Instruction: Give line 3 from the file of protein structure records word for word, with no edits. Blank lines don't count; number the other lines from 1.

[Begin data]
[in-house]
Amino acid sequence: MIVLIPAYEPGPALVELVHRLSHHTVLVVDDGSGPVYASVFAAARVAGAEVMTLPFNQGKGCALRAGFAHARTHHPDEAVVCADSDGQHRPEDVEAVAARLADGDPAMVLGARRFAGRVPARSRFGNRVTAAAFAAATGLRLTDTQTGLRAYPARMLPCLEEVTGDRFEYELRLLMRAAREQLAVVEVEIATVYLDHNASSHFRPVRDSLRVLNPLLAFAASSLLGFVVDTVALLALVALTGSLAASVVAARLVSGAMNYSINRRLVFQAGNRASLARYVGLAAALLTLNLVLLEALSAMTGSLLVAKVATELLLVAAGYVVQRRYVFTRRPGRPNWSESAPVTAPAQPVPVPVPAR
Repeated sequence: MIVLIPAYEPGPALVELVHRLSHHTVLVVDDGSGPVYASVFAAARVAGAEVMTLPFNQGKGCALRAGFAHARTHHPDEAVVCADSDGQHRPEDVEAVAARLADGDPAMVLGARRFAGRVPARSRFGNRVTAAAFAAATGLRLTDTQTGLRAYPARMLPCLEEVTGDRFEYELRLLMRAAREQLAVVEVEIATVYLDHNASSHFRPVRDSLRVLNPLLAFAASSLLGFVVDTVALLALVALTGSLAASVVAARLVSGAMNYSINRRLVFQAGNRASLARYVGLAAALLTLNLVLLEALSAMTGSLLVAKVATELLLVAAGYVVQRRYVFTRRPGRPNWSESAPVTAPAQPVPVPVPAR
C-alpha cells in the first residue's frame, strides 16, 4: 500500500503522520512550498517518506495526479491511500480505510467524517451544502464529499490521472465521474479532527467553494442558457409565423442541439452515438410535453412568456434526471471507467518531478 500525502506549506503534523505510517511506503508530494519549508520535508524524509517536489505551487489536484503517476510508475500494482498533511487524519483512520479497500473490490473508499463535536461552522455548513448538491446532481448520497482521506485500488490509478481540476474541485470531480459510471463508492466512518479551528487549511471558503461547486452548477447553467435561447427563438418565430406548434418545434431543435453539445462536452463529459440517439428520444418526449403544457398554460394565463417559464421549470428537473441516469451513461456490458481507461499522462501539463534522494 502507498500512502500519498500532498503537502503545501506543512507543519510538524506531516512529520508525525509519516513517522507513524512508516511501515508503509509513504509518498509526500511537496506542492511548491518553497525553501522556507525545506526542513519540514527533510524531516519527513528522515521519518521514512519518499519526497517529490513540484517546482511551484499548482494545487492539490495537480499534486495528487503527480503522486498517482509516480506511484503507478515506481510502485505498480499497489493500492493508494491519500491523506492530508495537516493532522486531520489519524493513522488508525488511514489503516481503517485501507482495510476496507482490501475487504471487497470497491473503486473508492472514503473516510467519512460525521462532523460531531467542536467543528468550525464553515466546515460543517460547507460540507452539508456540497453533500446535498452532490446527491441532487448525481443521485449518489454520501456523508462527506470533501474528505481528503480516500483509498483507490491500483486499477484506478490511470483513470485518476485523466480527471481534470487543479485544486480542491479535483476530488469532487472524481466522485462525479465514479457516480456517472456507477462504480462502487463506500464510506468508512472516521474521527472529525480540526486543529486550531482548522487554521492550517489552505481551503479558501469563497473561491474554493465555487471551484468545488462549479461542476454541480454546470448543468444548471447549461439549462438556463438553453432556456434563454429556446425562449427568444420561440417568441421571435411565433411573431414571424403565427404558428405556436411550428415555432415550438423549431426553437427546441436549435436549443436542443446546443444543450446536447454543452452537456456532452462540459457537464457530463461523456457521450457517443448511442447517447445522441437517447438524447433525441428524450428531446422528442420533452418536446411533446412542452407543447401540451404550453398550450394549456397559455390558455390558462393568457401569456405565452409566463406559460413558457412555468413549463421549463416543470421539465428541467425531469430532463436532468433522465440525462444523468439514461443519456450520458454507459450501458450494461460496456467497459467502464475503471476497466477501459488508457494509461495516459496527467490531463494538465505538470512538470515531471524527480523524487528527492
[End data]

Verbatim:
Repeated sequence: MIVLIPAYEPGPALVELVHRLSHHTVLVVDDGSGPVYASVFAAARVAGAEVMTLPFNQGKGCALRAGFAHARTHHPDEAVVCADSDGQHRPEDVEAVAARLADGDPAMVLGARRFAGRVPARSRFGNRVTAAAFAAATGLRLTDTQTGLRAYPARMLPCLEEVTGDRFEYELRLLMRAAREQLAVVEVEIATVYLDHNASSHFRPVRDSLRVLNPLLAFAASSLLGFVVDTVALLALVALTGSLAASVVAARLVSGAMNYSINRRLVFQAGNRASLARYVGLAAALLTLNLVLLEALSAMTGSLLVAKVATELLLVAAGYVVQRRYVFTRRPGRPNWSESAPVTAPAQPVPVPVPAR